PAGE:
Maliki's threat of asking US troops to go home at the end of the year when
their United Nations mandate expires might be political posturing for domestic
consumption, but it certainly adds to the erosion of American traction in the
region. If one of the original intentions of occupying Iraq was to use it as a
bridgehead to topple the Iranian government, Washington is being forced to eat
Last, but not least, in the saga of depleting American hegemony in the Middle
East is Washington's loss of face in last month's stand-off between Hezbollah
and pro-Western forces in Lebanon. Hezbollah emerged as the victor of the tense
showdown with the Lebanese government and bagged a favorable negotiated
settlement in a manner that rubbed the American nose to the ground. Washington
could only watch as a bystander as Iran and Syria demonstrated that their
proxy, Hezbollah, was strong enough as a state within the state to dictate to
As was the case with Egypt and Turkey, another American ally - Qatar - mediated
an end to the worst internal Lebanese conflict since the end of the civil war
in 1990. Thanks to its image as an honest broker, Doha was instrumental in
bringing about a crisis closure that benefited Hezbollah.
So widely appreciated was Qatar's intervention in the Lebanese case that
speculation now rages that it might be able to pull off a rapprochement between
Hamas and Fatah in Palestine. Here too, the Americans have been working
overtime to keep the two main Palestinian guerrilla groups divided and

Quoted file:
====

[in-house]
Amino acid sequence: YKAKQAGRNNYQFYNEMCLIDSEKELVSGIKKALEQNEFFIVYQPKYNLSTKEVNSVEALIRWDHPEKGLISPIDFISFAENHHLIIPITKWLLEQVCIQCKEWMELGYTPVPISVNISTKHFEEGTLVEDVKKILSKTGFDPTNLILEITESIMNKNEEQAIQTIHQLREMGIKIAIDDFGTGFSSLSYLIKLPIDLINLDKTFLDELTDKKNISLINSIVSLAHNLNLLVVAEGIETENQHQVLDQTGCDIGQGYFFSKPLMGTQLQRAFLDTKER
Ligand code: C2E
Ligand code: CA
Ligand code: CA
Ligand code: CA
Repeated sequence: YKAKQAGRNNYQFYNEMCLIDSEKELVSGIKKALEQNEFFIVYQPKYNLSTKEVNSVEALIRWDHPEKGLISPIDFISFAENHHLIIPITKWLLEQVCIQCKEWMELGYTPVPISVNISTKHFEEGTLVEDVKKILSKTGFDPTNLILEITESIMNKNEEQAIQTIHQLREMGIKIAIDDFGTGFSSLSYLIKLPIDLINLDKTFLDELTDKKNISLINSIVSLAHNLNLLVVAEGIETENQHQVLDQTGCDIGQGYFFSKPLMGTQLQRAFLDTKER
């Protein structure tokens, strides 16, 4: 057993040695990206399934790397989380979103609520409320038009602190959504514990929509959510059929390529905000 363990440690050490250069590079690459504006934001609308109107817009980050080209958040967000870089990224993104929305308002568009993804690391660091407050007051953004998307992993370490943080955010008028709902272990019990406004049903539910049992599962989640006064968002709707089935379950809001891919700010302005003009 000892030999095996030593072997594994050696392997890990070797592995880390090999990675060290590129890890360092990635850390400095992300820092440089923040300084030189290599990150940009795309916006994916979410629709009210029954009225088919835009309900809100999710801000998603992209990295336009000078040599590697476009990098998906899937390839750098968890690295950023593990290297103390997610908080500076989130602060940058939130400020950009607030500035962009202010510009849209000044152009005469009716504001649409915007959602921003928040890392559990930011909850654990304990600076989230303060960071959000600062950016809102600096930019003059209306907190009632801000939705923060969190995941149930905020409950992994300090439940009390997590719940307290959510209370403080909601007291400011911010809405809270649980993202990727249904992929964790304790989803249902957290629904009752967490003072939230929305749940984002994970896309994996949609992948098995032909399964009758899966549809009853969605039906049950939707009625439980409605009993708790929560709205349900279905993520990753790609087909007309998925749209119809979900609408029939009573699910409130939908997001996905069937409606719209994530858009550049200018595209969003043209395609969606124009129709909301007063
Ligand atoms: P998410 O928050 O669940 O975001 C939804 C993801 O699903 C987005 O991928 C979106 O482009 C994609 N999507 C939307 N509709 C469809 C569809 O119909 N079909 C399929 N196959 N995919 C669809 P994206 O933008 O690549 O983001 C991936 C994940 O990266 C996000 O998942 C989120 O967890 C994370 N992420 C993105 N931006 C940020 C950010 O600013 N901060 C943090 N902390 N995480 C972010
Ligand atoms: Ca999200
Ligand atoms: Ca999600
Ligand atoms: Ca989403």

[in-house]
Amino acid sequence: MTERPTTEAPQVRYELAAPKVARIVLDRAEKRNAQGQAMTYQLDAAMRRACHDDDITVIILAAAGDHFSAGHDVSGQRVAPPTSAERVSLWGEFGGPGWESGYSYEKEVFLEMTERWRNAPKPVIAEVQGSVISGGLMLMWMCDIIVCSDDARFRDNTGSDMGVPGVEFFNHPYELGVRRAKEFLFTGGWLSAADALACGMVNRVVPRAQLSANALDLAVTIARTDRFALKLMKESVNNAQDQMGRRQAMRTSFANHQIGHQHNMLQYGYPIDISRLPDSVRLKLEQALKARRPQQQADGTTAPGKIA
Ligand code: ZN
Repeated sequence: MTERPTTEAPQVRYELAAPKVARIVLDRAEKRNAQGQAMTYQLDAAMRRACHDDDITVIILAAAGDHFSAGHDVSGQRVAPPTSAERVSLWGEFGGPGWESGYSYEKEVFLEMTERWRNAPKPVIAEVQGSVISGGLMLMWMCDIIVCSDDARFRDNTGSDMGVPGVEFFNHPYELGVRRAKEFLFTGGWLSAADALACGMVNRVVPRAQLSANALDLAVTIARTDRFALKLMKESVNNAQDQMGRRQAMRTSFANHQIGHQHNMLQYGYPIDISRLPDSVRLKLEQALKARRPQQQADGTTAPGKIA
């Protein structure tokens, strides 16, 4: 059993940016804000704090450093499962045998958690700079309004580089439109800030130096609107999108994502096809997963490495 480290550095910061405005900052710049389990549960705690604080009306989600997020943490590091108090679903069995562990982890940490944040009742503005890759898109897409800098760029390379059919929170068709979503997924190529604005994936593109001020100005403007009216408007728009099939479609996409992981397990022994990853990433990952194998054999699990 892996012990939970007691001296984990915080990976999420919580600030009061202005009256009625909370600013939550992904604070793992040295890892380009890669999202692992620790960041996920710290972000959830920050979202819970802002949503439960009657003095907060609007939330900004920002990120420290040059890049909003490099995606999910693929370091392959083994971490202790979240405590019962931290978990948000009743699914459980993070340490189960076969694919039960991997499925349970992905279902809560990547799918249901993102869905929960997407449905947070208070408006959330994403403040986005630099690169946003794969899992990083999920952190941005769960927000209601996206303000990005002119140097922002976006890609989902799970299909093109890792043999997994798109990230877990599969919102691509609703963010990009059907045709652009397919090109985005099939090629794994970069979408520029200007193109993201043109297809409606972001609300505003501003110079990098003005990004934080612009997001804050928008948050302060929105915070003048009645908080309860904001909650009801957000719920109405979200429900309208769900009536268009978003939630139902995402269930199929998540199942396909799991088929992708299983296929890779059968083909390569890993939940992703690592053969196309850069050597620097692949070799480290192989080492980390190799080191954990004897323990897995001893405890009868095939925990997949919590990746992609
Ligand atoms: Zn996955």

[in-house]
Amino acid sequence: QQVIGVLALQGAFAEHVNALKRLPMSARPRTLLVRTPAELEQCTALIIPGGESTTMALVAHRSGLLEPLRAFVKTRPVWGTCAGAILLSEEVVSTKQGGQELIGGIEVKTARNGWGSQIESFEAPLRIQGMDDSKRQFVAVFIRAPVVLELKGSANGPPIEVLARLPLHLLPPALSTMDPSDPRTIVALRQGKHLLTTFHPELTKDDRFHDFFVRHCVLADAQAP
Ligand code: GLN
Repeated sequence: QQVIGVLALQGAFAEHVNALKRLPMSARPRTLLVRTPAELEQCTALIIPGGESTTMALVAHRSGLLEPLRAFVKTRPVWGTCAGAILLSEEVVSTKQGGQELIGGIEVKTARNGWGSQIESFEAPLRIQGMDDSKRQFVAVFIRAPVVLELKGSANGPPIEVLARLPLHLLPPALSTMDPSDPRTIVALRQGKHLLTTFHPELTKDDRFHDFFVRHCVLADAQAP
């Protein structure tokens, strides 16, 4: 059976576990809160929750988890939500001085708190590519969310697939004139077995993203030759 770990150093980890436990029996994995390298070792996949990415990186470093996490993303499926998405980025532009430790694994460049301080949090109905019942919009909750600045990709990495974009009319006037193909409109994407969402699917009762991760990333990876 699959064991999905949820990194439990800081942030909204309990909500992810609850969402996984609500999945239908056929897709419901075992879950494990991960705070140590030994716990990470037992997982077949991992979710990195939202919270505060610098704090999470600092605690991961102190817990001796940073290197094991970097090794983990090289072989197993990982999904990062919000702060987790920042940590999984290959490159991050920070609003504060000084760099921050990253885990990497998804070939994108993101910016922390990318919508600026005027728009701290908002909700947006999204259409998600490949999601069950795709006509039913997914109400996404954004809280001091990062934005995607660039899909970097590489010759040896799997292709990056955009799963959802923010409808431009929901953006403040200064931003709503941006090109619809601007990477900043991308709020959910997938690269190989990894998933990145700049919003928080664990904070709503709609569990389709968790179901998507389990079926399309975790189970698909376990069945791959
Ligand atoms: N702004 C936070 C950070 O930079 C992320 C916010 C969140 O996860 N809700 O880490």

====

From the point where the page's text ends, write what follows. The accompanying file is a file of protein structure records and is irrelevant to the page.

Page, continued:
weakened. If Qatar or Saudi Arabia can wheedle Fatah and Hamas into an elusive
truce, it would further sideline the US as the grandmaster that wins most
outcomes of the Middle East chessboard.
It is still early to conclude that the Middle East is the graveyard of Pax
Americana. The flow of localized negotiated settlements could clog and return
to old stalemates, necessitating grand "roadmap for peace"-style solutions that
Washington espouses. The array of American troops and battleships in the Middle
East is quite formidable and far from being quickly routed. Most autocratic
Arab regimes are beholden to the US for survival, another card that Washington
can bank on.
However, the paradox that the world's largest possessor of diplomatic resources
and skills has to rely on its military machine and the loyalty of despots to
remain relevant in the Middle East speaks of how poorly Washington harnessed
its cachet under George W Bush. It is now left to a possible Barack Obama
administration to ensure that the American voice gets heard again in the
region, not due to fear of attack but respect for its wisdom.
Sreeram Chaulia is a researcher on international affairs at the Maxwell
School of Citizenship at Syracuse University, New York.